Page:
Sextortion: How to protect your child from disturbing, fast-growing crime

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It’s one of the fastest-growing threats to children between the ages of 13 and 18, despite warnings from multiple law enforcement agencies including the FBI.

The agency defines 'Sextortion' as a serious crime that occurs when someone threatens to distribute your private and sensitive material if you don’t provide them with images of a sexual nature, sexual favors or money.

Special Agent Vicki Anderson with the Cleveland FBI Office says the predators will also often threaten to harm the target, their friends and family members unless they cooperate and comply with their demands.

The interaction usually starts out seemingly harmless with messages exchanged in a chat rooms or on social media sites.

But very quickly the relationship escalates with flirting and inappropriate comments.
The suspect will obtain private information and photos from the target and then begin making demands.

Sometimes the perpetrator will even hack into a computer and steal the pictures or secretly record the victim through the web camera.

Agent Anderson says all technology should be turned off when not in use because those pictures and videos can be edited and doctored, then used to blackmail the child.'

“We lock our doors at night, but do we turn off the computer?!” Anderson said.

Just last year in Cuyahoga county, investigators say 42-year-old Chris O’Banion terrified and tortured a Northeast Ohio teenager, forcing her to perform unthinkable sex acts inside her home while her parents were just feet away.

The girl was too scared to tell anyone but her parents eventually found out and called police.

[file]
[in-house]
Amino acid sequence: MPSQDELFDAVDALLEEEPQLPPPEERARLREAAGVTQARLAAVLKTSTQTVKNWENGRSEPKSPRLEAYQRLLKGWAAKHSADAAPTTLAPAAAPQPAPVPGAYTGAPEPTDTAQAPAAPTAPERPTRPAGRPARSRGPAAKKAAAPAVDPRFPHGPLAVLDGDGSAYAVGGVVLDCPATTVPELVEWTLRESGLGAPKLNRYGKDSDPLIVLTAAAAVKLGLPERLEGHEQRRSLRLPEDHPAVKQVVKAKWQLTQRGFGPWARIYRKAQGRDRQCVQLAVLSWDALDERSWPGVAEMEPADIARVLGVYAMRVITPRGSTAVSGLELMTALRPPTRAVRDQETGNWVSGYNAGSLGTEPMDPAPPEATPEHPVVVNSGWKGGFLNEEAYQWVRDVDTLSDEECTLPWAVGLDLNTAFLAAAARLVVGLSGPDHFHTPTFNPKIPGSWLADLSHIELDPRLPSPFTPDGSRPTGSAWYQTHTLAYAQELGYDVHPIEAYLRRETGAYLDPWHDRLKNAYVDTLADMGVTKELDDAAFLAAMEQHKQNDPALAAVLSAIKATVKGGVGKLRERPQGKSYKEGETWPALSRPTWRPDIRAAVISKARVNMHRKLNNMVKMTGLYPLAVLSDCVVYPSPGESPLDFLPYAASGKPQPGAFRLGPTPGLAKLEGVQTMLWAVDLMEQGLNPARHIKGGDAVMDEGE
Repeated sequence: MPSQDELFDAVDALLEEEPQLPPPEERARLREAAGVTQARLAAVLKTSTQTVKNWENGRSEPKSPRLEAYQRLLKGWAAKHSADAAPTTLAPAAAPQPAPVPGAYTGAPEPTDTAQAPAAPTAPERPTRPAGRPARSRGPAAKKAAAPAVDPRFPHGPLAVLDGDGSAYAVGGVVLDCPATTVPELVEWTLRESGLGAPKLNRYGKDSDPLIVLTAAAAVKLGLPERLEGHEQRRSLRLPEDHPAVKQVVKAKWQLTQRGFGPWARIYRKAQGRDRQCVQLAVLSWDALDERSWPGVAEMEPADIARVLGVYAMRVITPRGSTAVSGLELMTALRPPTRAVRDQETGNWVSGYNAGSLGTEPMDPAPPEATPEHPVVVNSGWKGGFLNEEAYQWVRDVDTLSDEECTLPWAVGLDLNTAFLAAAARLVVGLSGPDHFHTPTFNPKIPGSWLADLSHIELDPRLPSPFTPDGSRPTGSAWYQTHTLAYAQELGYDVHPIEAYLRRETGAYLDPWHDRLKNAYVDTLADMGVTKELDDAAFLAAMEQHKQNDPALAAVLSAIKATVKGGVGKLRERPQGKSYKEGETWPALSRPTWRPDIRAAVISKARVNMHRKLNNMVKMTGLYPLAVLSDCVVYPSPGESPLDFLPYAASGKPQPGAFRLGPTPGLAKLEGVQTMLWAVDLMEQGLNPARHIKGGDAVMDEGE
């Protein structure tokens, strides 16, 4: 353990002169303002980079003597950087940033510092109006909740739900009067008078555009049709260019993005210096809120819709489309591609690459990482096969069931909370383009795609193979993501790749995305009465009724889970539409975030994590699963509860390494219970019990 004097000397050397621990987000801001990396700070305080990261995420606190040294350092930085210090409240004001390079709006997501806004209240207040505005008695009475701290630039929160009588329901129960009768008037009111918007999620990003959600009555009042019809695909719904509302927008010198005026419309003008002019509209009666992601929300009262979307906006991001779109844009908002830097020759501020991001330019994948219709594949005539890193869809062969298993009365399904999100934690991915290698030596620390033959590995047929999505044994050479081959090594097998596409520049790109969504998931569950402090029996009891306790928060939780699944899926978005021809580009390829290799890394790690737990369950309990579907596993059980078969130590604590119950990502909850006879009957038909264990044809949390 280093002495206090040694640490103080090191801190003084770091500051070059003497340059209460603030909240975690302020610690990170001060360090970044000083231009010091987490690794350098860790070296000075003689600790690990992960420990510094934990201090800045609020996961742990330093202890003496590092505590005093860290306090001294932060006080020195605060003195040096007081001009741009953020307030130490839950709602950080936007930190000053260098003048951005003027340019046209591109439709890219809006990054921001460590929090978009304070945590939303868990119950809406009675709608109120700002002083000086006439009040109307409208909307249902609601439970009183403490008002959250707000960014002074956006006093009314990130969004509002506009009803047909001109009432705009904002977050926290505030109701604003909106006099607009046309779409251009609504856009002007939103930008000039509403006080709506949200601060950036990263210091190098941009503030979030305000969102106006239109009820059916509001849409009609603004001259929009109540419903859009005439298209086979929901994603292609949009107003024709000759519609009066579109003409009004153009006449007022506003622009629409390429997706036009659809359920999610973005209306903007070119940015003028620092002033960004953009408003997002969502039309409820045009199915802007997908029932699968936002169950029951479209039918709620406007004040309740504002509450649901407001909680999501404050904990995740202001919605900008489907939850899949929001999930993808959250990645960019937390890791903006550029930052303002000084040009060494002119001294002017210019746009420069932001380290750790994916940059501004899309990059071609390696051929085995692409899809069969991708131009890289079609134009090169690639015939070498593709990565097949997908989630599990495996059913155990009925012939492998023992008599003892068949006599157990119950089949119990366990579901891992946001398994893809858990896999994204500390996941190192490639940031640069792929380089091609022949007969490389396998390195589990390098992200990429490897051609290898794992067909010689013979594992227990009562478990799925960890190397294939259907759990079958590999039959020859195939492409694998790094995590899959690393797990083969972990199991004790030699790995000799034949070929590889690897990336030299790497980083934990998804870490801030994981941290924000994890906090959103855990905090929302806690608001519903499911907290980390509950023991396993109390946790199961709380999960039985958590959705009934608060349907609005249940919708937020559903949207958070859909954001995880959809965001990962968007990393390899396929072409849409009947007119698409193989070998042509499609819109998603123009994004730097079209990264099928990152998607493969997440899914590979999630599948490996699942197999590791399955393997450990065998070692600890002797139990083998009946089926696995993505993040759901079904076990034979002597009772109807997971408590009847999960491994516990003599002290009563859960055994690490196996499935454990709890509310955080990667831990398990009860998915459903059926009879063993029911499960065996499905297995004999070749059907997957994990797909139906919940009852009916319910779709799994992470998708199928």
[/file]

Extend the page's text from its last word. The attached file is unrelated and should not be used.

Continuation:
O'Banion was arrested and convicted, but committed suicide before starting his sentence.

But agents say the suspects aren’t always adults or even strangers; sometimes the criminals are classmates or acquaintances of the victims.

In 2013, Jared James pleaded guilty to hacking into multiple girls' computers in a “sextortion plot” that included a former classmate and the then Miss Teen USA Cassidy Wolf.

A Wisconsin teen named Anthony Stancl was a high school senior when he baited dozens of boys posing as a female on Facebook and then forced them to send naked pictures and perform sex acts.

Agent Anderson says now more than ever it’s important for parents to monitor their children’s computers and cell phones.

She says never take or share risque photos and be careful sharing private information online.

Parents also need to keep the lines of communication open with their children, and make sure they feel safe sharing any inappropriate messages or threats they’ve received or sent before things escalate.

And Agent Anderson says, “It always escalates.”

**Much more from the FBI on Sextortion right here**

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